Fagiolini di Sant'Anna just the way we make them in Tuscany. Native to this area, these unusually long beans are prepared and enjoyed in many different ways, but are most commonly stewed with fresh tomatoes. Traditionally prepared and served in the Middle Ages, this native green bean presents itself with not only a very delicious and distinct flavor, but also with an unusual appearance as it is very long, and narrow in size. Needless to say, because of its length this bean has been called with several names, such as fagiolino serpente (snake bean), fagiolo da metro (meter long green bean), spago (string), or frusta (whip). The length of these beans can reach up to 50cm, 11"-12" long. Today we are transforming these Yardlong beans into a delicious side that will leave you incredibly satisfied. Let's get started!
Wash the beans by soaking them in water mixed with about a 1/2 tsp baking soda for about 20 minutes. Doing this will remove impurities that may be present. Rinse them thoroughly with water.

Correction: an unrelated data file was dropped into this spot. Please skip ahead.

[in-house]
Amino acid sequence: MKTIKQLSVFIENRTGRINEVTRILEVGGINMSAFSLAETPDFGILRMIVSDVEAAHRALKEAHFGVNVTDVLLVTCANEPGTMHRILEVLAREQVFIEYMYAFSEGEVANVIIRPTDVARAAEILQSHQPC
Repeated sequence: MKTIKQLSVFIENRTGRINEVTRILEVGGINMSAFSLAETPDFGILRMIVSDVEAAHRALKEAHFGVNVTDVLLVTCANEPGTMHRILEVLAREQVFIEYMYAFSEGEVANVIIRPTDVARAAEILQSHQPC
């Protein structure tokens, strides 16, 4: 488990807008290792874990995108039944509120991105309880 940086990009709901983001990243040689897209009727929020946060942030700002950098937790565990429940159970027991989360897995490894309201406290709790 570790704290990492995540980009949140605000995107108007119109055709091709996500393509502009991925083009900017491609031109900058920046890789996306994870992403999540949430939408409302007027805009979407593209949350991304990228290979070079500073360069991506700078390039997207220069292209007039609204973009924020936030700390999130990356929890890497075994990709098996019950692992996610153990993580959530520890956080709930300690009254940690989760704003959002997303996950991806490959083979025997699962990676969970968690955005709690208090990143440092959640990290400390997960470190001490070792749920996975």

Remove the ends from the beans.
Since these green beans are so incredibly long, gather a small bunch together and simply cut them into thirds.
Slice the garlic and chop the parsley. Set aside.
Blanch the Roma tomatoes in a pot of boiling water for about 1 minute. This will allow the skin to peel off very easily.
Remove the tomatoes from the boiling water, rinse under cold water, peel immediately, and dice them into bite size pieces. Set aside.
Drizzle olive oil into a preheated skillet and add the garlic. Sauté only until soft, allowing the aroma of the garlic to release. Avoid browning the garlic as this would change its flavor.
Add the beans and tomatoes into the pan, mixing everything together.
Sprinkle in salt and pepper to taste, as well as some of the chopped parsley. Add 3/4 cup water if needed and give everything a good toss.
Make sure there is a gentle fire going on the left side of the oven and turn the damper on the chimney, as shown in the video. This will allow the oven to retain the heat necessary to stew the beans.
Don't worry if the temperature is higher than indicated for the beans at this point as it will drop when the oven floor is cleaned with the brass bristle brush. Check the temperature of the oven floor with the infrared thermometer before transferring the pot in.
Place a lid on the pot and put it in the oven. Close the door of the oven and allow the beans to come to a simmer.
As soon as the beans come to a simmer, stew them for an additional 10-15 minutes.
After 10 minutes, check to see if the beans are cooked. The beans should still be slightly firm, but not mushy.
Remove from the oven and transfer to a serving platter of your choosing. Sprinkle with additional freshly chopped parsley as well as a good drizzle of olive oil. Enjoy!